29 CHAPTER V. HI STORY COLORADO CENTER The History Colorado Center (HCC) , form erly known as the Colorado History Museum , has not always been a place of inclusion. In my youth, I only remember visiting the old museum once with my grandmother and finding it extremely disapp ointing. The rooms were dark, the basement filled with dio ramas, and the stories were about cowboys and other white men who did great things in Colorado. Although exhibits did exist that represented people of color, including American Indians ( Tribal Path s and Ancient Voices ) and Hispanics ( La Gente ) , the museum focus leaned towards well known white figures in history , like Baby Doe Tabor . Even though American Indians originally settled Colorad o and there was a long history of Spanish speaking people, th e museum had little to show for it, or at least that was how I remember feeling when I left. After moving two blocks south about five years ago, the History Colorado Center not only changed its name, but also changed how Coloradans think about history muse um s . HCC l eadership made it a goal to tell more inclusive stories, but still fell short to some . Some representatives of t he Hispanic community , for example, felt there were no exhibitions that resonated with their community. Although HCC tried to tell the story of changing borders, which was a Hispanic and American Indian story, it did not resonate with visitors , or the Chicano Advisory Committee . 84 Thanks to a partnership with the Chicano Advisory Committee that the Director of Education, JJ Rutherford, c reated, HCC learned that the museum had more work to do 84 JJ Rutherford, COmunidad meeting at Denver Art Museum, Denver, November 7, 2017.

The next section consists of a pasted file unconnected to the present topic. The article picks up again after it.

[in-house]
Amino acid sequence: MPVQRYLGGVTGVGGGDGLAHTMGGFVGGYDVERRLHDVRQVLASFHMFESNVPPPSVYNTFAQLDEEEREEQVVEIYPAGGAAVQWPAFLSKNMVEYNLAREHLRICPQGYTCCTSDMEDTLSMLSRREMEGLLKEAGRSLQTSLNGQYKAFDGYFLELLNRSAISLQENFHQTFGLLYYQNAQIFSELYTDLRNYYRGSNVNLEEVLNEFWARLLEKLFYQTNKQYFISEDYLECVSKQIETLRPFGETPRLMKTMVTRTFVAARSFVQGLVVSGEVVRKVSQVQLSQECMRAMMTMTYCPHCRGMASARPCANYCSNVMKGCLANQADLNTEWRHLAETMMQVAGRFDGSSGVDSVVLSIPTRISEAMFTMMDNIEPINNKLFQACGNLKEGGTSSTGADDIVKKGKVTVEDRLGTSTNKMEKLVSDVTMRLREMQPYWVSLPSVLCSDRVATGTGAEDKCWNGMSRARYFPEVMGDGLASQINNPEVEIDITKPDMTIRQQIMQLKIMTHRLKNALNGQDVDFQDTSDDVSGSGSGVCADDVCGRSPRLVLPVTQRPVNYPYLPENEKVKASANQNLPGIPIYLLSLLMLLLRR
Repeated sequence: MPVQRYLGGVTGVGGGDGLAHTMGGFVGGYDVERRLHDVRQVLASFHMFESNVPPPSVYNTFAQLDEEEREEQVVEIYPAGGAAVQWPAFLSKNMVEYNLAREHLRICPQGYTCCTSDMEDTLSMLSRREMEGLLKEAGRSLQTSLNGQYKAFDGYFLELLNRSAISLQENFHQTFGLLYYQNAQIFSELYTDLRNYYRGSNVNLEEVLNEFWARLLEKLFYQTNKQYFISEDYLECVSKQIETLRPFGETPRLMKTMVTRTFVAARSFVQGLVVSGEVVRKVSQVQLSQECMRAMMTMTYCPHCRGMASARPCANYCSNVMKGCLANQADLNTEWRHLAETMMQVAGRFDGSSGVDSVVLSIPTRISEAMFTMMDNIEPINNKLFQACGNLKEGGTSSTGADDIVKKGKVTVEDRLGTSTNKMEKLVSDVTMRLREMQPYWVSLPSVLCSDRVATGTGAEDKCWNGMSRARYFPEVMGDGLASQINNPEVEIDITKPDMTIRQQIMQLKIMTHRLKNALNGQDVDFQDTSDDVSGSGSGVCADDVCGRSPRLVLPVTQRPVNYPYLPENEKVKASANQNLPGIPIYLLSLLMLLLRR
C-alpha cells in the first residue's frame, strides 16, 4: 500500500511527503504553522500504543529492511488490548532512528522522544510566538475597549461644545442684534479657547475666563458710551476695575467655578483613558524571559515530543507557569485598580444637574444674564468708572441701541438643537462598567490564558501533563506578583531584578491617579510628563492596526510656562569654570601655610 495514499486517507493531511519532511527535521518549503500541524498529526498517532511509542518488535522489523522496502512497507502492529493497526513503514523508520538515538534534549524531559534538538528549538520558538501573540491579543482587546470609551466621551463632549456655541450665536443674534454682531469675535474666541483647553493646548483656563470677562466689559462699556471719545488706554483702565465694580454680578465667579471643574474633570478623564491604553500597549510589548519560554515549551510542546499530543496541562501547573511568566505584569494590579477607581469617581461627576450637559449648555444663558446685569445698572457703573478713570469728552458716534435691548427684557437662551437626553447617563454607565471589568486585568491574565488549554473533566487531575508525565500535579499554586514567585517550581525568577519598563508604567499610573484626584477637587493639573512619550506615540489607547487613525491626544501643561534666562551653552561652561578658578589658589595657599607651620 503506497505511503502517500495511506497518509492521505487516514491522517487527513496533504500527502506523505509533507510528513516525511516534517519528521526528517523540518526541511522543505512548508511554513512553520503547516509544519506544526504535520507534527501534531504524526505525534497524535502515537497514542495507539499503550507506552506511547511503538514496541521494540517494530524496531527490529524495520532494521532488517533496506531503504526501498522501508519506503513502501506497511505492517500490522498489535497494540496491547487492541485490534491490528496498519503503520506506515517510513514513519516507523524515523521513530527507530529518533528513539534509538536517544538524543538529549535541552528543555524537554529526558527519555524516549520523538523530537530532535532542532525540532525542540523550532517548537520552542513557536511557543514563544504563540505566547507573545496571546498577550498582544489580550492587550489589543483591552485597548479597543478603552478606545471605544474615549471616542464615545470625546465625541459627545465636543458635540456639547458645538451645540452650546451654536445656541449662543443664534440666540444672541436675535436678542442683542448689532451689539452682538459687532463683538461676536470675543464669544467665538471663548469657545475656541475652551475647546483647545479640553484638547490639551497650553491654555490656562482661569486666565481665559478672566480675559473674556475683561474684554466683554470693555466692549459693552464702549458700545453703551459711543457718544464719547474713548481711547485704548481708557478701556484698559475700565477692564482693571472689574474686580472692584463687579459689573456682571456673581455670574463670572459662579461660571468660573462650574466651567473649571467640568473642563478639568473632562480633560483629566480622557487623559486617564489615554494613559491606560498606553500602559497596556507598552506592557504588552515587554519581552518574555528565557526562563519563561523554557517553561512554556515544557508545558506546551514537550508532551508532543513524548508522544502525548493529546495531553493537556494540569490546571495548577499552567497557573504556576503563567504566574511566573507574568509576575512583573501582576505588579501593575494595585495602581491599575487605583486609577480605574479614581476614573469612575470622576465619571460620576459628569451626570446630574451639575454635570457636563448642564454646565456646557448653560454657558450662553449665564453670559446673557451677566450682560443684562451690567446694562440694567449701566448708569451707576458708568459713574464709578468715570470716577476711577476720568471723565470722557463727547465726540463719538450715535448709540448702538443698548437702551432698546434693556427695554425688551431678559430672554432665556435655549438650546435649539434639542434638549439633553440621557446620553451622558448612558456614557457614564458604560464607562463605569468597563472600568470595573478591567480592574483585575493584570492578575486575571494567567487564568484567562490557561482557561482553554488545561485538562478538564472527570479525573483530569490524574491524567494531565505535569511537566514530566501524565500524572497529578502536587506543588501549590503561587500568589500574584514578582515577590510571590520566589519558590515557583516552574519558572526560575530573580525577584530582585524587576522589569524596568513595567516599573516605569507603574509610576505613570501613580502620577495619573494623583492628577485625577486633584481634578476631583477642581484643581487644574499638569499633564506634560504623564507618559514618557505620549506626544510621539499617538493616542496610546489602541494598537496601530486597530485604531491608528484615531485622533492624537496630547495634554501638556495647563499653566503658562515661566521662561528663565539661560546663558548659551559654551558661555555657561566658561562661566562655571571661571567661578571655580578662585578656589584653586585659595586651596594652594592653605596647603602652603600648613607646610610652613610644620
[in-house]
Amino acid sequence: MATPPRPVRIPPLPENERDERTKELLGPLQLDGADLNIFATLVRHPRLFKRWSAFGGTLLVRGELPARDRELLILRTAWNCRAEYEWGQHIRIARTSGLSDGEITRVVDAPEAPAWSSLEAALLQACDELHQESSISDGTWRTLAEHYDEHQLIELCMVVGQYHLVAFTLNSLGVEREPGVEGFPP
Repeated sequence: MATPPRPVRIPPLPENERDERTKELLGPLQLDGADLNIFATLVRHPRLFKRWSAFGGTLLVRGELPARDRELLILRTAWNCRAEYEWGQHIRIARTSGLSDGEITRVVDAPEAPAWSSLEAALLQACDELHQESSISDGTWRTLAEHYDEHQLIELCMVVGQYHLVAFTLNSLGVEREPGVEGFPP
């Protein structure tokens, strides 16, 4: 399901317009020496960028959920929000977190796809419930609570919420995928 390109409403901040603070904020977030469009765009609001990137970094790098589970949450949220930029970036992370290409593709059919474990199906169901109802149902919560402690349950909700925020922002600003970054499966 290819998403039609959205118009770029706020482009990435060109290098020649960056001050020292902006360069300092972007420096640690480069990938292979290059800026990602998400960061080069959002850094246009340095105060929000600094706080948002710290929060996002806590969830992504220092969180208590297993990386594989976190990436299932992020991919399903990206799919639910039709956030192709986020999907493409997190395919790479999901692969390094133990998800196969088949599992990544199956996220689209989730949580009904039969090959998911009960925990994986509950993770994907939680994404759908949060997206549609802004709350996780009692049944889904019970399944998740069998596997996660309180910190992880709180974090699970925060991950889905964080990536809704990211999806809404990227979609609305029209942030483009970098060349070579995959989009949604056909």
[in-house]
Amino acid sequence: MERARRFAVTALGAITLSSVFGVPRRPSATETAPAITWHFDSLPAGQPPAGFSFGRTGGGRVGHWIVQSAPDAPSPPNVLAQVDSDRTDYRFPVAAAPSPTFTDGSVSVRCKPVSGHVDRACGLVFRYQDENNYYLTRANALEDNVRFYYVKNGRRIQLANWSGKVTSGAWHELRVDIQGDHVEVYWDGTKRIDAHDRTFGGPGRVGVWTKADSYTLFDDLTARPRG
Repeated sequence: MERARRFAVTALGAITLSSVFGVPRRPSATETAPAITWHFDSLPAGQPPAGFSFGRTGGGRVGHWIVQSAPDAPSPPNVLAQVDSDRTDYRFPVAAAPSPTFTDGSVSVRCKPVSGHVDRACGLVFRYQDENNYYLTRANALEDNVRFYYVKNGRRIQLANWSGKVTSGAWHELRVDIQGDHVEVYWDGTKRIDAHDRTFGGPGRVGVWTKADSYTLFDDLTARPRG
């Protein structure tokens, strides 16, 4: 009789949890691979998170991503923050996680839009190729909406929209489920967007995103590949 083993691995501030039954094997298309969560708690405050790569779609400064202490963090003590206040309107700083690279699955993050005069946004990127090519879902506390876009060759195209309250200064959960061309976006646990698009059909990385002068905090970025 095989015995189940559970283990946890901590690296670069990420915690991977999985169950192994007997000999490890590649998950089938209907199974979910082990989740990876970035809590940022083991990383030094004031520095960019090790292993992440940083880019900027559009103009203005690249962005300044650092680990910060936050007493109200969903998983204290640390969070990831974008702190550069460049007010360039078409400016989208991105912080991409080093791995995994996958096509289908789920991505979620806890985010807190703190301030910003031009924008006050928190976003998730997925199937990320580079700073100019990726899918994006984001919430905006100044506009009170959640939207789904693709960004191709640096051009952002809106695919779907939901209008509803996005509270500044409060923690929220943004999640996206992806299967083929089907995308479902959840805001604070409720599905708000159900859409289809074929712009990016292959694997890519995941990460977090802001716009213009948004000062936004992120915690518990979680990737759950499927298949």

30 to be an inclusive space for Hispanics in Colorado. Rutherford then worked vigorously to gain the trust of the Chicano community and enable the community to tell its stories in HCC . Rutherford s aw her chance for a Chicano exhibit when a traveling exhibition called The 1968 Exhibit visited HCC in 2015 . Looking for a Colorado story to fit with the exhibit, Rutherford and the committee worked to tell the history of the Chicano Movement that happened during the same era , which culminated in the creation of the exhibition El Movimiento: T he Chicano Movement in Colorado . 85 have the museum staff be the listeners. Since this was story, they needed to be the ones to tell it. 86 Anyone was open to join the committee, as Rutherford maintained an open door policy for advisors. F or a while people came and went, but eventually a core group began to form . Ultimately , t he committee included Adrianna Abarca, Ramon Del Castillo, Juan Espinosa, Deborah Espinosa, Antonio Esquibel, Emanuel Martinez, Lucha Martinez de Luna, Phil Hernández, Ernesto Torres, Roberto Rey, Ricardo LaFore, Gail Gonzales, Charlotte Gonzales, Carlo s Santistevan, Cecilia Flores, Rita Martinez, Priscilla Falcón, and Nicki Gonzales. Most of the committee members were college professors, activists, and artists (some were all three) who primarily lived in Denver, although a few commuted from Pueblo o r Greeley. 87 To writing the exhibit labels in first as an authoritative 85 JJ Rutherford, COmunidad, November 7, 2017. 86 JJ Rutherford, COmunidad, November 7, 2017. 87 HCC also highlighted the committee in the exhibition space along with online. You can find more information at stories.